January 14, 2003

     

"I think war is based in greed and there are huge karmic retributions that will follow.  I think war is never the answer to solving any problems.  The best way to solve problems is to not have enemies."

Singer Sheryl Crow, back stage at the American Music Awards, 2003

      

Someone needs to ask Crow if she’s ever been beat out of a gig, you know, where someone else got the job she really wanted, the one upon which her entire future rests?  Should this be true, perhaps we can all ask her how she left it with her erstwhile “enemy” and avoided “war.”

      

Simple-minded solutions to complex problems actually do work sometimes, but for them to work they must be based on sound principles.  Crow’s solution to conflict resolution is simple enough, but I think it is affect by too many loud sounds reverberating through her skull from far too many performances.

     

The person who has no enemies either is dead or has no principles.  For it is standing for something, whether a recording contract that pays millions or big ideas such as unalienable rights, that gets us in trouble with others.  Crow can ask her attorney to sweet-talk the record companies for her.  We ask the military to rattle their swords for us.

     

Not that making friends has no advantages.  Paul wrote to the Romans that we should try to live at peace with everyone when it is within our ability to do so.  Paul listened to God.  Had he lived 40 or more generations earlier, he would have heard God telling the Israelis to slay all those Hittites, Ammonites and Philistines.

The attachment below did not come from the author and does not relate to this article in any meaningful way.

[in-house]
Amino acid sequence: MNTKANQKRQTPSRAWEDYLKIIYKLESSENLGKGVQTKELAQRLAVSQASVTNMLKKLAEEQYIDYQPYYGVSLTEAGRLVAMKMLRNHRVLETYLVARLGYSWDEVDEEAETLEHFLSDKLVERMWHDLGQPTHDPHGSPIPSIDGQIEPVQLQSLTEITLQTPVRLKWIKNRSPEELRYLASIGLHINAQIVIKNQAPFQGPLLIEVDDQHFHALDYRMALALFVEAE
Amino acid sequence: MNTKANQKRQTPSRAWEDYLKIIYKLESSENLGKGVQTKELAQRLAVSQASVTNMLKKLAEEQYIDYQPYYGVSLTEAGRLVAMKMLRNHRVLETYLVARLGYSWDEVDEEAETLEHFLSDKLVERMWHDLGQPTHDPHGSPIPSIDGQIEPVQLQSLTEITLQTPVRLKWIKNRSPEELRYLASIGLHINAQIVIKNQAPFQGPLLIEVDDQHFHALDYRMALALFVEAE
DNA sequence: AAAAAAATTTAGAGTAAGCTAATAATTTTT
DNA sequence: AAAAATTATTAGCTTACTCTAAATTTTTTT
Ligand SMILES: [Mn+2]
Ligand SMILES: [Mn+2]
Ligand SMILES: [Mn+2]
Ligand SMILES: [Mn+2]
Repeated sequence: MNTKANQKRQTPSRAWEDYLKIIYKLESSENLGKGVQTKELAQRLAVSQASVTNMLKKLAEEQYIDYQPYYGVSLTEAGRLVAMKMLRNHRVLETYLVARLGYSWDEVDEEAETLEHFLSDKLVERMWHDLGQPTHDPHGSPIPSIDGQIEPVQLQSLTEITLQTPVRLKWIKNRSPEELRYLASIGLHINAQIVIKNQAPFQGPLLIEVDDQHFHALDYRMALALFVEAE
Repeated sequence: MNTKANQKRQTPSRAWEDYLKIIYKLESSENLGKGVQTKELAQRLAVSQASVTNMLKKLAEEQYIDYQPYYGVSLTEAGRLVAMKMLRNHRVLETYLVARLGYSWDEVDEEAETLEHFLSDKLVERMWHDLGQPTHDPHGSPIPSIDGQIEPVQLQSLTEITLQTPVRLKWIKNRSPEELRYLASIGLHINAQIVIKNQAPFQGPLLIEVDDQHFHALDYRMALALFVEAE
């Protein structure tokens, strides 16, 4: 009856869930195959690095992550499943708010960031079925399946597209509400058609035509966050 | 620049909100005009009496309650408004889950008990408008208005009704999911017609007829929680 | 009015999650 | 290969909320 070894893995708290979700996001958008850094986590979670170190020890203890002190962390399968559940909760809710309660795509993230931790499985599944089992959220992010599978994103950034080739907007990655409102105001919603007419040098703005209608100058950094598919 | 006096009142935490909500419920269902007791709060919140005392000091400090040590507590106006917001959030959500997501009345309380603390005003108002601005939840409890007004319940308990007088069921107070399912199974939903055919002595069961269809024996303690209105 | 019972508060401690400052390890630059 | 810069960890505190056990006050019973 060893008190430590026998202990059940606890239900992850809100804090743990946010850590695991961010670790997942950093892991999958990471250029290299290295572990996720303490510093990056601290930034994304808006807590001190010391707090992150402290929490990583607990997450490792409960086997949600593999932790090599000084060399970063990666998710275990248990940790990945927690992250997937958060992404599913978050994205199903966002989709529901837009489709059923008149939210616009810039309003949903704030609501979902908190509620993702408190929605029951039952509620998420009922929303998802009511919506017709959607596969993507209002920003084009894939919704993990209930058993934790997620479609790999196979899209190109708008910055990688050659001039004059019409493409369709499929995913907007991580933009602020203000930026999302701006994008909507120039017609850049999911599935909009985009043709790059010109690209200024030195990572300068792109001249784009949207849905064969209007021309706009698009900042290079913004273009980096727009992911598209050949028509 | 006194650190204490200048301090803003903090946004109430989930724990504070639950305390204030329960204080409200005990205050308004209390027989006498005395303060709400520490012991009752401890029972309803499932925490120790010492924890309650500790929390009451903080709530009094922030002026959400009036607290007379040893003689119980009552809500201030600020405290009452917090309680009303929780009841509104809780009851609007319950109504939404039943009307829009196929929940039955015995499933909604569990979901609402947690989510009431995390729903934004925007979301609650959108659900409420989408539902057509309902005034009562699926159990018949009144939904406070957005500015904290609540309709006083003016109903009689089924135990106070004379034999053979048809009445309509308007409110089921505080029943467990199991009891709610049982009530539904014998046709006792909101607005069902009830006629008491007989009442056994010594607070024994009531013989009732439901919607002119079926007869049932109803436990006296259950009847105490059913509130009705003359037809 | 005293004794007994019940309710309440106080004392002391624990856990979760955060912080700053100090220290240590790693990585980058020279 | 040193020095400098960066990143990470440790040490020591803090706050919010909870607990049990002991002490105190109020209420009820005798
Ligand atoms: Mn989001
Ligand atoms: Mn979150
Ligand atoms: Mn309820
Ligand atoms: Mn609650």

Imagine Sheryl Crow standing before Goliath with her guitar.  “Come on, Gol.  Can’t we all just get along?” she asks as she strums and sings, “Imagine all the people…”  I prefer a well-placed smooth stone from David’s sling.

     

There are two kinds of peace and the lack of understanding this is what confuses Crow.

     

One kind of peace results from avoiding conflict.  The quality of this kind of peace depends on subjection and submission to those who are stronger and who care little about conflict or human life – Osama bin Laden comes to mind.  This kind of peace is easy to win, but it is transitory and always leads to a loss of liberty.  It is, in the long term, a brutal peace.

     

The other kind of peace comes from standing for something.  Standing for time-tested self-evident truths – unalienable rights to life, liberty and the pursuit of happiness, for instance – results in long-term peace.  Real freedom results from sound principles winning over passive submission, but only if those principles are worth defending.

     

But when the principles for which we fight are in themselves brutish and ungodly and we stand for the wrong thing, and we must become the brutes who can only win with brute force.  These are not principles worth defending, and they are not American principles.  Abortion rights comes to mind. 

     

Sending knives and scissors into the womb to kill a human life is as bad a kind of terrorism as is sending airplanes into tall towers.  Abortion rights is not a decision for which we should be fighting, and to do so makes us as bad as the brutish enemies we seek to destroy.

     

If Crow and her kind understood and were willing to die for unalienable rights, if they were willing to put at risk their lives, fortunes and sacred honor, then there would be peace.  A peace worth dying for is what defeats our enemies.  And it places us in good stead to obey Christ’s directive to love our enemies as we do ourselves.

     

The good news is that George W. Bush understands what brings true piece, and he is president – not Sheryl Crow.

Musicians would make lousy presidents

Author - Speaker - teacher